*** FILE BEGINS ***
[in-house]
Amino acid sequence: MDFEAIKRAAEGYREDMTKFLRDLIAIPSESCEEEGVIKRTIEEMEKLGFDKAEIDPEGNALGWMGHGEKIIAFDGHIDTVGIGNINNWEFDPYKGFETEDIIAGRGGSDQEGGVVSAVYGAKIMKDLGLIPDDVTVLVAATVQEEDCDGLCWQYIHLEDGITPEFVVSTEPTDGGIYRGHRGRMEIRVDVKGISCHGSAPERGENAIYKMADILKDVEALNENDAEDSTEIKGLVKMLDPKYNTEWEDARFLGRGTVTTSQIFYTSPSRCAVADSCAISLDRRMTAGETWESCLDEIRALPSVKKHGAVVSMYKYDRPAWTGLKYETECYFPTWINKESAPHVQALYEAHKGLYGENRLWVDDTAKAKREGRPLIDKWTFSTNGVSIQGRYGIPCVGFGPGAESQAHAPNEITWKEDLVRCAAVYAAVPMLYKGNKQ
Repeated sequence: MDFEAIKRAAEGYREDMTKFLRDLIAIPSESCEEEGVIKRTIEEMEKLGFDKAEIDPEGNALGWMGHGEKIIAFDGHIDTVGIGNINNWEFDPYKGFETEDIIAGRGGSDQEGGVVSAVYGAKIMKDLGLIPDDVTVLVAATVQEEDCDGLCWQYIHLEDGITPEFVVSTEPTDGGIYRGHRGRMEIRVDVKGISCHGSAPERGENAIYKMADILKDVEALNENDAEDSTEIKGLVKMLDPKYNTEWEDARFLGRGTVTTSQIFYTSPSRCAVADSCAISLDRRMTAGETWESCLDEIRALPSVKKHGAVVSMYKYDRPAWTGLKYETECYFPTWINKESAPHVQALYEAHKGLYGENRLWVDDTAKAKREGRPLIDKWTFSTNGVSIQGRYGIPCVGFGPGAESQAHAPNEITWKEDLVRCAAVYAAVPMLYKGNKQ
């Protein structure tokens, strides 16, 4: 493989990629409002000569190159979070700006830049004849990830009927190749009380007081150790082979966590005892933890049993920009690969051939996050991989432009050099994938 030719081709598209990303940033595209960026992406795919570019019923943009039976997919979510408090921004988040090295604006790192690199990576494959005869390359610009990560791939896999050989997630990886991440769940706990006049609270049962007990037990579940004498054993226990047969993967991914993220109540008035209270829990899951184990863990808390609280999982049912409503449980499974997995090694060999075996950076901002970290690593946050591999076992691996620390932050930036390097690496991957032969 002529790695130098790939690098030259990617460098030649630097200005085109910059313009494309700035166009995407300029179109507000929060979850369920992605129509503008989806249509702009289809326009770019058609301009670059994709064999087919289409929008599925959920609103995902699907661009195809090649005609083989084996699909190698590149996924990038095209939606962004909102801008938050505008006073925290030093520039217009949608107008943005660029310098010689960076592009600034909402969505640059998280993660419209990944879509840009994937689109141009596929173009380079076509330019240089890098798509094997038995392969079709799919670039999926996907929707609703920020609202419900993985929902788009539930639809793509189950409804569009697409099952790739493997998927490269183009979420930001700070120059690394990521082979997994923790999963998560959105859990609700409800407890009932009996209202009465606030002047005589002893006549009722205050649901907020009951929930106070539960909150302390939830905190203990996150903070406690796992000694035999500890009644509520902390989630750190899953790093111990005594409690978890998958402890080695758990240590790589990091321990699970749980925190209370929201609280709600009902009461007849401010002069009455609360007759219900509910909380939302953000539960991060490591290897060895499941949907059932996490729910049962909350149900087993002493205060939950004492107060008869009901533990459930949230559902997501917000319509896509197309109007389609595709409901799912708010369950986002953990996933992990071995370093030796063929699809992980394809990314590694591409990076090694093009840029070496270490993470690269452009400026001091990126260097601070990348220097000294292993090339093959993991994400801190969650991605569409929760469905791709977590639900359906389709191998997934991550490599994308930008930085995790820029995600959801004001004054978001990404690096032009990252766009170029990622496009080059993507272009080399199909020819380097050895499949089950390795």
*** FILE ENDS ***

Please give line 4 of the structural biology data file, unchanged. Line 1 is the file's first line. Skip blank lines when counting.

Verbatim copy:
């Protein structure tokens, strides 16, 4: 493989990629409002000569190159979070700006830049004849990830009927190749009380007081150790082979966590005892933890049993920009690969051939996050991989432009050099994938 030719081709598209990303940033595209960026992406795919570019019923943009039976997919979510408090921004988040090295604006790192690199990576494959005869390359610009990560791939896999050989997630990886991440769940706990006049609270049962007990037990579940004498054993226990047969993967991914993220109540008035209270829990899951184990863990808390609280999982049912409503449980499974997995090694060999075996950076901002970290690593946050591999076992691996620390932050930036390097690496991957032969 002529790695130098790939690098030259990617460098030649630097200005085109910059313009494309700035166009995407300029179109507000929060979850369920992605129509503008989806249509702009289809326009770019058609301009670059994709064999087919289409929008599925959920609103995902699907661009195809090649005609083989084996699909190698590149996924990038095209939606962004909102801008938050505008006073925290030093520039217009949608107008943005660029310098010689960076592009600034909402969505640059998280993660419209990944879509840009994937689109141009596929173009380079076509330019240089890098798509094997038995392969079709799919670039999926996907929707609703920020609202419900993985929902788009539930639809793509189950409804569009697409099952790739493997998927490269183009979420930001700070120059690394990521082979997994923790999963998560959105859990609700409800407890009932009996209202009465606030002047005589002893006549009722205050649901907020009951929930106070539960909150302390939830905190203990996150903070406690796992000694035999500890009644509520902390989630750190899953790093111990005594409690978890998958402890080695758990240590790589990091321990699970749980925190209370929201609280709600009902009461007849401010002069009455609360007759219900509910909380939302953000539960991060490591290897060895499941949907059932996490729910049962909350149900087993002493205060939950004492107060008869009901533990459930949230559902997501917000319509896509197309109007389609595709409901799912708010369950986002953990996933992990071995370093030796063929699809992980394809990314590694591409990076090694093009840029070496270490993470690269452009400026001091990126260097601070990348220097000294292993090339093959993991994400801190969650991605569409929760469905791709977590639900359906389709191998997934991550490599994308930008930085995790820029995600959801004001004054978001990404690096032009990252766009170029990622496009080059993507272009080399199909020819380097050895499949089950390795």